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A Nigerian Doctor Returns Home To Assess The Status Of The HIV/AIDS Pandemic - 2003-05-01


With Nigeria being Africa’s most populous nation, health experts say it holds to key to the battle against HIV/AIDS. They say the way Nigeria goes, so goes the continent.

To learn more about Nigeria’s prevention and treatment efforts, Dr. Vincent Idemyor recently visited his homeland. He is the director of pharmaceutical services at Advocate-Bethany Hospital in Chicago and a faculty member at the University of Illinois Medical School. Dr. Idemyor spoke to English to Africa reporter Joe De Capua about the HIV/AIDS situation in Nigeria.

He says the prevalence of HIV infection in Nigeria “is still around 5.8 percent for those between ages 15 and 49.” He says he met with the chair of Nigeria’s action committee on AIDS and “was quite impressed with the things he’s done so far.”

However, Dr. Idemyor says Nigeria needs what he calls a multi-sector approach with education at its base. He says leaving the entire responsibility to one agency would be overwhelming. That’s why he recommends the approach used by Uganda since 1986, the ABC method. A stands for abstinence, B for be faithful, and C for condoms.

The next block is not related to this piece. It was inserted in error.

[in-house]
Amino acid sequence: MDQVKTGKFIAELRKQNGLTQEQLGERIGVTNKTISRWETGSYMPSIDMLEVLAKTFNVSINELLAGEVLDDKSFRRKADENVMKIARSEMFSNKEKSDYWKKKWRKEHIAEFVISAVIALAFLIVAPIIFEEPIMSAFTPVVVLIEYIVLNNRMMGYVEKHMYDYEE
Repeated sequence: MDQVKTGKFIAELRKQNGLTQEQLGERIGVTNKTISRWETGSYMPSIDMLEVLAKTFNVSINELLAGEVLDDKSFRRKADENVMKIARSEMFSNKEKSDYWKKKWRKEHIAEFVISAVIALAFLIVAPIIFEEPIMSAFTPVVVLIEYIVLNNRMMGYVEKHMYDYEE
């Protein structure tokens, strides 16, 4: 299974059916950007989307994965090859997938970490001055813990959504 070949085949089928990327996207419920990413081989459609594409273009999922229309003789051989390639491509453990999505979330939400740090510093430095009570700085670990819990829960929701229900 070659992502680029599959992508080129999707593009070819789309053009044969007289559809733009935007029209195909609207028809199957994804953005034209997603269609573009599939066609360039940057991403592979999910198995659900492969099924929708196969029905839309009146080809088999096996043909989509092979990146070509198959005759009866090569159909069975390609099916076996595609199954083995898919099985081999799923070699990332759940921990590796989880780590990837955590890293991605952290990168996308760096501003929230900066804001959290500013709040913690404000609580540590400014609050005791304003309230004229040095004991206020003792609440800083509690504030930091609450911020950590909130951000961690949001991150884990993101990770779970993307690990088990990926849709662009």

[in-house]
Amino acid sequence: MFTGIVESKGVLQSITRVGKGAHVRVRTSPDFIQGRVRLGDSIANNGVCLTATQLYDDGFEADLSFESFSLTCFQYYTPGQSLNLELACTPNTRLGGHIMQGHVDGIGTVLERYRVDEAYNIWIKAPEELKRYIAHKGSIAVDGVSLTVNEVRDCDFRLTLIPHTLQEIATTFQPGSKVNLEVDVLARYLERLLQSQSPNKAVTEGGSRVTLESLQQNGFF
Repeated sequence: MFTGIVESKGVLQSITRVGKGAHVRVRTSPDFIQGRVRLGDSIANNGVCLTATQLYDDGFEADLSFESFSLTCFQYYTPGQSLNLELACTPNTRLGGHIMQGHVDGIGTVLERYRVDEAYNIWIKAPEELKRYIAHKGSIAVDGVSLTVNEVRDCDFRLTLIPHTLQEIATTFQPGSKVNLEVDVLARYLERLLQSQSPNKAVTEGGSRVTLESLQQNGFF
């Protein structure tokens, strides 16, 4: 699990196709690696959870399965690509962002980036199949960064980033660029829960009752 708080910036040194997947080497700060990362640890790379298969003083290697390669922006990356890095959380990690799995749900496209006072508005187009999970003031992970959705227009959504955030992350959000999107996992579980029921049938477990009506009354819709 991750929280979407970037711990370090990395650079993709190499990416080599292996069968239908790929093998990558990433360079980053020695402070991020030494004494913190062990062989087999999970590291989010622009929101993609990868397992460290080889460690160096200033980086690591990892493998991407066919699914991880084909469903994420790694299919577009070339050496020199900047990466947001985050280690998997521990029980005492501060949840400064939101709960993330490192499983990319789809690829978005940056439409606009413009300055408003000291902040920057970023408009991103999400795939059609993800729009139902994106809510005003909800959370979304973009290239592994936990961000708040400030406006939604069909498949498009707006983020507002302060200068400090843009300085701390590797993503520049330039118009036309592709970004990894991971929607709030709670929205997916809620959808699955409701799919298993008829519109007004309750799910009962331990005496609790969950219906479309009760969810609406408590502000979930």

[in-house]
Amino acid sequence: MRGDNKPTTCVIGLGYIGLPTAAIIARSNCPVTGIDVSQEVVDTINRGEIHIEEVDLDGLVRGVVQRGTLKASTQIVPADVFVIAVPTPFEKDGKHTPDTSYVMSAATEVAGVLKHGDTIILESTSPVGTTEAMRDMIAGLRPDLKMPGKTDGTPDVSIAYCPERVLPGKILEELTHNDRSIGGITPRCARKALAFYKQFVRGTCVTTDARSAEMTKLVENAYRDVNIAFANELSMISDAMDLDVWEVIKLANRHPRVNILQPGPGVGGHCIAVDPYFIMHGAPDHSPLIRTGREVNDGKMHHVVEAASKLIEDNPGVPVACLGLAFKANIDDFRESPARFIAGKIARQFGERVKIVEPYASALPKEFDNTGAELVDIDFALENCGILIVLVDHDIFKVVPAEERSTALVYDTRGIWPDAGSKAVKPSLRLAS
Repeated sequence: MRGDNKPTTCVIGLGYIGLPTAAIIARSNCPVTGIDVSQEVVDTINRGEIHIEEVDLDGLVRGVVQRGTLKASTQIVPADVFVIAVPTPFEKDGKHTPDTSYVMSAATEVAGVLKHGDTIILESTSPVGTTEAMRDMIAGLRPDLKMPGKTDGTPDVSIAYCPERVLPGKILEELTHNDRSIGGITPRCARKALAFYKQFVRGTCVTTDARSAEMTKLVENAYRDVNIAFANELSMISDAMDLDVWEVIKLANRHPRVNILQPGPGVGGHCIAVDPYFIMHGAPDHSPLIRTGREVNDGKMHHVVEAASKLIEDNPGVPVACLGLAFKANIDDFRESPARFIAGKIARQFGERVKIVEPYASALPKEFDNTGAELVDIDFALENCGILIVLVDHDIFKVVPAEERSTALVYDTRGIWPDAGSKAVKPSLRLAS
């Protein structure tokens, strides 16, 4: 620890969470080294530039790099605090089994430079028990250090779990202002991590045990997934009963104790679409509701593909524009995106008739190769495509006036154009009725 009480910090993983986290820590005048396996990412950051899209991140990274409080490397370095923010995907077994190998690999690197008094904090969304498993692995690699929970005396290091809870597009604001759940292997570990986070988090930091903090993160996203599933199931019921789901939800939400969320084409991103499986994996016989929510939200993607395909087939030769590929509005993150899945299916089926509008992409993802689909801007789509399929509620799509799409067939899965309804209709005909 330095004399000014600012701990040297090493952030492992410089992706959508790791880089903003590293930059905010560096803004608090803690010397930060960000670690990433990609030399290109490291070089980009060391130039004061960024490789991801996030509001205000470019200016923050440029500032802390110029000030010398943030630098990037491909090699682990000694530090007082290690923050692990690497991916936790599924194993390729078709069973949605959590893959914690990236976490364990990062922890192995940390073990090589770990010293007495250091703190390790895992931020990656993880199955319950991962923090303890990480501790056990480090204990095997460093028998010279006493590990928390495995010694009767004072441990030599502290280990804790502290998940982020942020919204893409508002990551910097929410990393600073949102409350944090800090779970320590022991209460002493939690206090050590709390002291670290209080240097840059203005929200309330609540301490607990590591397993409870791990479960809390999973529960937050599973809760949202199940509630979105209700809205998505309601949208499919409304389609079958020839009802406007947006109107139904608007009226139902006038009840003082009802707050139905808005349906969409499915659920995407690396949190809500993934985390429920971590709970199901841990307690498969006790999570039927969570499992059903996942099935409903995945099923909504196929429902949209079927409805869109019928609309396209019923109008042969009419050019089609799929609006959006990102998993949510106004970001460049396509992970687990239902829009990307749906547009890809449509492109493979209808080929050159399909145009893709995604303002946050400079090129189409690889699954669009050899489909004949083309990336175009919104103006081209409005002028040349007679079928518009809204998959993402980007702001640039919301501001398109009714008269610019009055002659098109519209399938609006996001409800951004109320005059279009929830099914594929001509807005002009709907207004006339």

Dr. Idemyor wrote an article for the March 2003 edition of Pharmacotherapy, which looks at the impact of the HIV/AIDS pandemic in the next decade. He says recent findings from the VAXGEN vaccine tests proved disappointing and no effective microbicides are yet available. He says microbicides would be used as part of safe sex campaigns because they would be used in a similar fashion to spermicides.

He says, “We must find ways to expand and expedite proven prevention strategies and provide access to HIV-1 treatment for infected individuals. Without doing so, the worst of the global pandemic will occur in the next decade.”

Click the above links to download or listen to De Capua interview.

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